It started with a 35-year-old migrant house help who walked up to Powai-based Meenakshi Jain Gupta. A single mother of two kids, the woman cried, as she was in desperate need of a job.
Meenakshi was quick to quip, “We need people like you every day. Why then is finding a job so difficult for you?”
The woman told Meenakshi, “When we walk into a building, saying that we are in need of employment, the first instinct of the security guards is to say no. When we request them, they ask us what we can give them in return. Money or commission would still be easy to give, but most of the times, they ask us to go into a corner and give them other kinds of favours.”
The fact that these women were being sexually exploited to even get an opportunity to ask for work, let alone earn a living, appalled Meenakshi.
“While most of us are aware of the rising demand for house help, none of us is aware of the well-oiled machinery that these underprivileged women have to be a part of, to get connected to employers,” reveals Meenakshi.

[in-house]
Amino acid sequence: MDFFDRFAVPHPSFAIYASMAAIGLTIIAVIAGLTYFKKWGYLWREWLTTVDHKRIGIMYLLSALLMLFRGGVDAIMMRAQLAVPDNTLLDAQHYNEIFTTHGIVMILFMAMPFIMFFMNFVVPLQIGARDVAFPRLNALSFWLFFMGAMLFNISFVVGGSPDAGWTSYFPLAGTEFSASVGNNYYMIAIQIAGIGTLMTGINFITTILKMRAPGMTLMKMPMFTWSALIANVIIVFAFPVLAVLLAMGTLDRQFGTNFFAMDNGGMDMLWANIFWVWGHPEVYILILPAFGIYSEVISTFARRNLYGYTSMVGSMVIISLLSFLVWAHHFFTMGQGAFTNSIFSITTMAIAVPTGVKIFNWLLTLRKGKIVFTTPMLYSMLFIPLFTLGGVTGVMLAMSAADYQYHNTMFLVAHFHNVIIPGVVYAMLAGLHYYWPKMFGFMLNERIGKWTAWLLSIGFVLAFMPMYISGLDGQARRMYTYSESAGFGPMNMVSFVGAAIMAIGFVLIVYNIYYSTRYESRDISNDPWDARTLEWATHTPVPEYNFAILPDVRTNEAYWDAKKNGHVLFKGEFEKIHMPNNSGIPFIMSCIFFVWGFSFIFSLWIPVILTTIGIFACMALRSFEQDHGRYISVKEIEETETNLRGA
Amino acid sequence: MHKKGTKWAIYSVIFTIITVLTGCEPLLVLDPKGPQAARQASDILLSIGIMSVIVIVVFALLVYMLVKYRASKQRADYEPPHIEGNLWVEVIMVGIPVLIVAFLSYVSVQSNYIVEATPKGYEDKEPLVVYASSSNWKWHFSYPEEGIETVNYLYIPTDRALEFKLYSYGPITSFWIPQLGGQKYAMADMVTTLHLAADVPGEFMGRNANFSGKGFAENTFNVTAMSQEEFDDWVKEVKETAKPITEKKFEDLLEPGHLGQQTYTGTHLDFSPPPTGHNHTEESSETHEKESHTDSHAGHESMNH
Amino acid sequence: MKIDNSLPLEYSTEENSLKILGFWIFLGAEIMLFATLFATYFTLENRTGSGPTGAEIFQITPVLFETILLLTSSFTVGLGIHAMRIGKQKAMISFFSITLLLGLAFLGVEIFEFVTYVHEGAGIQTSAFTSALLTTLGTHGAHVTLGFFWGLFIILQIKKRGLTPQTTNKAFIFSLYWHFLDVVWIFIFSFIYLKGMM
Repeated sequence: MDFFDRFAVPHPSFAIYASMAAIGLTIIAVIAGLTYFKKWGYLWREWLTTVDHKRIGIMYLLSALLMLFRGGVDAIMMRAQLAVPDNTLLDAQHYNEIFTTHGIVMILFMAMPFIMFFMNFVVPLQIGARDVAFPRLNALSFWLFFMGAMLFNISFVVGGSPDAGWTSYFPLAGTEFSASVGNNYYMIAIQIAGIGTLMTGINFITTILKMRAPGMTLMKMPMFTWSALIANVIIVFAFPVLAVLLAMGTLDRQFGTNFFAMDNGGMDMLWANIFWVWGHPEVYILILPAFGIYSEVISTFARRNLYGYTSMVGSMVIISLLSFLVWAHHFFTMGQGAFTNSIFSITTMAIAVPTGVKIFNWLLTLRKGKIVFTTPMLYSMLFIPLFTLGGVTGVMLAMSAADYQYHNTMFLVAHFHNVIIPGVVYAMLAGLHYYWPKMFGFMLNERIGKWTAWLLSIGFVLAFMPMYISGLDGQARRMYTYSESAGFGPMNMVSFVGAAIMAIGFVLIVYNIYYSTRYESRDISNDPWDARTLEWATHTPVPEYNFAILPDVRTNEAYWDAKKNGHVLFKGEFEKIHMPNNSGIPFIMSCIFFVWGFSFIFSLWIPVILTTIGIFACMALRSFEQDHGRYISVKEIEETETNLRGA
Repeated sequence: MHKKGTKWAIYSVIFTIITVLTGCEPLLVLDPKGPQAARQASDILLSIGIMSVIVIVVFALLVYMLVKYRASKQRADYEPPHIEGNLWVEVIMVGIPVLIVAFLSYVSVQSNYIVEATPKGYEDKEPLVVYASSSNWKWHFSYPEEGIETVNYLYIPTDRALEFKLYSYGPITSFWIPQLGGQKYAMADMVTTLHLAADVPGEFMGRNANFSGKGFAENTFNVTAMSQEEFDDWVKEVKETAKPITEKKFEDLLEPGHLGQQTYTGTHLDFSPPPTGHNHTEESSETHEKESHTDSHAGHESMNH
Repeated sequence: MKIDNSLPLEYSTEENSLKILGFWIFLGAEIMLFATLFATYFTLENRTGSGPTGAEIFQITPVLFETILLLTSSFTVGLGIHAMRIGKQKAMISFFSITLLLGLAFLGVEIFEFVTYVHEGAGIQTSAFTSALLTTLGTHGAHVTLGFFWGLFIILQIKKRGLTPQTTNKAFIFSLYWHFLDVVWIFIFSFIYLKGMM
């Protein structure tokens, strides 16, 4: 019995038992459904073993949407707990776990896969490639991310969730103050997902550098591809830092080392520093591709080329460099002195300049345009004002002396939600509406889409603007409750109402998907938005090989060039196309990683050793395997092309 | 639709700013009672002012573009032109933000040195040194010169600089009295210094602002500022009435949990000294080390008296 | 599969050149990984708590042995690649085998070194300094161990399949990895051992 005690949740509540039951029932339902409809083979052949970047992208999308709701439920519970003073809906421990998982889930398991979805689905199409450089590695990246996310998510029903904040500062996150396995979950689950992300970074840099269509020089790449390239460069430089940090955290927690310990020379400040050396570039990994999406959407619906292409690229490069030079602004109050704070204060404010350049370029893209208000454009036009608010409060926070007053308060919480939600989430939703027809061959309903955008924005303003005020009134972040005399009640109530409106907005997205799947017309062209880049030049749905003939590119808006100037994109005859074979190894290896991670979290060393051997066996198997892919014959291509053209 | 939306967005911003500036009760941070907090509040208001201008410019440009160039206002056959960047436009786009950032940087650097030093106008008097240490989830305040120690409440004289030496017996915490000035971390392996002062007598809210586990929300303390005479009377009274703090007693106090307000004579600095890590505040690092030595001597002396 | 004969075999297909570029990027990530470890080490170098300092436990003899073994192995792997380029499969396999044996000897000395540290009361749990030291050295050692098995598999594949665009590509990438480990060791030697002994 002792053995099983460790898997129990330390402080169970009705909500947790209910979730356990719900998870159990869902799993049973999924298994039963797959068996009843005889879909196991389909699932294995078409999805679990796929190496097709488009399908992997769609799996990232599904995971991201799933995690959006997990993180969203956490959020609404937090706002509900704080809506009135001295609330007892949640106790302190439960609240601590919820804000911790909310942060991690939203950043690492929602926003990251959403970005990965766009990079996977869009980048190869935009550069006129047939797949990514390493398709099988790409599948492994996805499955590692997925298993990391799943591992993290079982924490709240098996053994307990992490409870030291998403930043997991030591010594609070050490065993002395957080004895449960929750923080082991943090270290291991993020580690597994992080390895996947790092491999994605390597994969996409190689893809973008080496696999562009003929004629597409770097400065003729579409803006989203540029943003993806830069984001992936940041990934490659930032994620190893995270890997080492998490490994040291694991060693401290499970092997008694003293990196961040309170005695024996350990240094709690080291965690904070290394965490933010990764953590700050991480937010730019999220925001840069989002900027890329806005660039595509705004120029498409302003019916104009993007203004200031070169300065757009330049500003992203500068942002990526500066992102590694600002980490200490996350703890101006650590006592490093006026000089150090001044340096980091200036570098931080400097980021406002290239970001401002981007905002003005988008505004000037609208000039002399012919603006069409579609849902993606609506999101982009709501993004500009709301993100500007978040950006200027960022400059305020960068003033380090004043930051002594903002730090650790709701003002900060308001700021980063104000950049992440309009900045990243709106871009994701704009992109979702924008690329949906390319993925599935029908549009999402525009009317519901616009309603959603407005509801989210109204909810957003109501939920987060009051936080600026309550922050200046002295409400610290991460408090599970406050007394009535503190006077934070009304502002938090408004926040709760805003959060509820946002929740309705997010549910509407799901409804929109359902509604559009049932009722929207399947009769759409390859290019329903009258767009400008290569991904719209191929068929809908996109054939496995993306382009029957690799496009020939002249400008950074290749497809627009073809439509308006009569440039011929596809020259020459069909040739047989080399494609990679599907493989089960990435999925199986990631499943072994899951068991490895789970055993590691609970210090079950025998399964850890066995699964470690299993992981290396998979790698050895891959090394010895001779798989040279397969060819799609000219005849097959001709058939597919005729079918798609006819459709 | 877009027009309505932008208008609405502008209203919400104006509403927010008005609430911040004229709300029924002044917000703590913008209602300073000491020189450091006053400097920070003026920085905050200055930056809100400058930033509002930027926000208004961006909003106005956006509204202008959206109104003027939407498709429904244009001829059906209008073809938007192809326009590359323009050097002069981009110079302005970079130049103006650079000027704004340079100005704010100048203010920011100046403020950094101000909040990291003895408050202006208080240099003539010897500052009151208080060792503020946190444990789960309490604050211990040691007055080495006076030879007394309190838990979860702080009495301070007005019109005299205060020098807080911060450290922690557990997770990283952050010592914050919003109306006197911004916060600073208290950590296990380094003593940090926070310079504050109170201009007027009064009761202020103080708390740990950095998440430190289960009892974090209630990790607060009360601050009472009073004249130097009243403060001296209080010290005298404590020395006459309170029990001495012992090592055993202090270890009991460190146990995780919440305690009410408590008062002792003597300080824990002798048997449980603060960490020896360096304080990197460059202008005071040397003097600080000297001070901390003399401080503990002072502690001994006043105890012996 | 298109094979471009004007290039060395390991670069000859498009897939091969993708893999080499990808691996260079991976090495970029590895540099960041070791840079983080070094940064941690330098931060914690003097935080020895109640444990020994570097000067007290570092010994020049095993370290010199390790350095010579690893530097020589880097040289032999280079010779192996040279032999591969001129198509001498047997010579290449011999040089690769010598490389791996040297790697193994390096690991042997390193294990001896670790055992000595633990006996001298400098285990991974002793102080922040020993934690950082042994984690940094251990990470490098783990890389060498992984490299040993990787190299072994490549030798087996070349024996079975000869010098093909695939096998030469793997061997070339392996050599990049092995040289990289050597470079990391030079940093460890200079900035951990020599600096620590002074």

She adds how her society members had found mattresses in the fire exits. While nobody had questioned why these mattresses were lying there for the longest time, now it all made sense.
Most security guards are migrants who live away from their families. Many times, seven to eight men live in a single room. She says, “The mechanism works conveniently for them. Either people weren’t aware of this or even if they were, nobody wanted to speak up. If one was getting a maid to work at their house, why would they be bothered about the silent exploitation of these poor, uneducated women?”
The revelation was a major shock, but the question that the migrant house help asked still lay unanswered.
“I need you, and you need me. But how do we meet?”
This answer came in the form of Helper4U.
What is Helper4U?